I have to start this review for 50 Shades of Grey with the following disclaimer: I only got 20 pages into the book before I couldn’t handle it and threw it across the room.
Sounds mean, doesn’t it? Lots of people loved the book. Lots. It’s funny because BDSM and that sort of play doesn’t bother me. I play. But I had lots of problems with the way the BDSM was portrayed in the book. The movie was no better. If possible, it was worse.
Jamie Dornan was the worst actor for the role of Grey. Or maybe he was the best. If he was supposed to be that wooden and hard to understand, then great. He nailed it. If he was supposed to have ANY sort of redeeming qualities and not come off as creepy and pervy, then they really missed the mark.
Dakota Johnson wasn’t any better. Her flip-flopping bothered me. The innocent factor should’ve been there, but wasn’t. This role seemed to be above her head. The dialogue was horrible. So flat. The scenes were almost too over the top. Let’s fight, then go for a flight in an experimental plane? Um…no.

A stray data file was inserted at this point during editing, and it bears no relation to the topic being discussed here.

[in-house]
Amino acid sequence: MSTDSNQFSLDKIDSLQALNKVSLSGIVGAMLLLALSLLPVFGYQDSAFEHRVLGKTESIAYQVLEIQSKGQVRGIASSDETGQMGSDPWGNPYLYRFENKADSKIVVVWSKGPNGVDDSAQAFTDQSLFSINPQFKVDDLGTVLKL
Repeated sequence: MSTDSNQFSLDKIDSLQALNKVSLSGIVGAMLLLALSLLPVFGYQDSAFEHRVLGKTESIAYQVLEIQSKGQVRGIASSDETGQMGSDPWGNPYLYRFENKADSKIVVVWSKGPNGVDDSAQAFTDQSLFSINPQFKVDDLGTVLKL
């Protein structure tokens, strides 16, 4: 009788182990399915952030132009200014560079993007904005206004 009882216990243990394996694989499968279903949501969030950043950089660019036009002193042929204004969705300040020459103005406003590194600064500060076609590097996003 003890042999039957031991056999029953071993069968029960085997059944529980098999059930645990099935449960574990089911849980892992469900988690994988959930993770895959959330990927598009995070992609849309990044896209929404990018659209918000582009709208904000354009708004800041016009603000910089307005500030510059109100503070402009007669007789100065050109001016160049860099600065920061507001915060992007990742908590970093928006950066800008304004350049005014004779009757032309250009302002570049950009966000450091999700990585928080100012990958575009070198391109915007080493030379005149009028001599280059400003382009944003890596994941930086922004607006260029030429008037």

Then there were the play scenes. I don’t know who decided they should be done the way they were, but I wasn’t turned on or even mildly titillated by them. I wanted to smack Grey and ask Anna what the hell she was thinking. Good example…when she says she needs to know how it feels to be broken like him. Broken? Okay, explain…maybe show her, but to fully, complete might whack her with the belt… A – she wouldn’t had serious welts after two whacks. B – you can be fucked up all you want, but a little verbal description would’ve been nice. C – I didn’t get the catharsis or the thrill of it. The scene turned me off. I didn’t see how someone who has no experience with sex (Anna) could get right into BDSM without much thought. Seriously. How did she know what she’d like/not like in the playroom without any real idea of what she liked/didn’t like in the bedroom? And him being a 26 yr old billionaire…it happens. Look at the celebutants. It can happen. But the way Grey conducted himself… Just no.
When I started watching this movie as a comedy, rather than a romance, I enjoyed it much more–and I still hated it. I’ll be honest. I didn’t like it. I thought the movie was foolish and ridiculous. Not romantic or fantastic or even having a kernel of fantasy to it. Simply dumb. Maybe you’ll think otherwise. I don’t know. Will I watch Darker? Um…that’s a big no.
This week, I’m a little late with the post, but it’s because I’ve been watching a movie I really love. The more I’ve watched this flick, the more I identify with the characters.
This week, I’m focusing on The DUFF. I wasn’t sure I’d like this movie because it seemed like yet another teen flick. What would make this one resonate with me? It’s about teens and I’m not a teen any longer.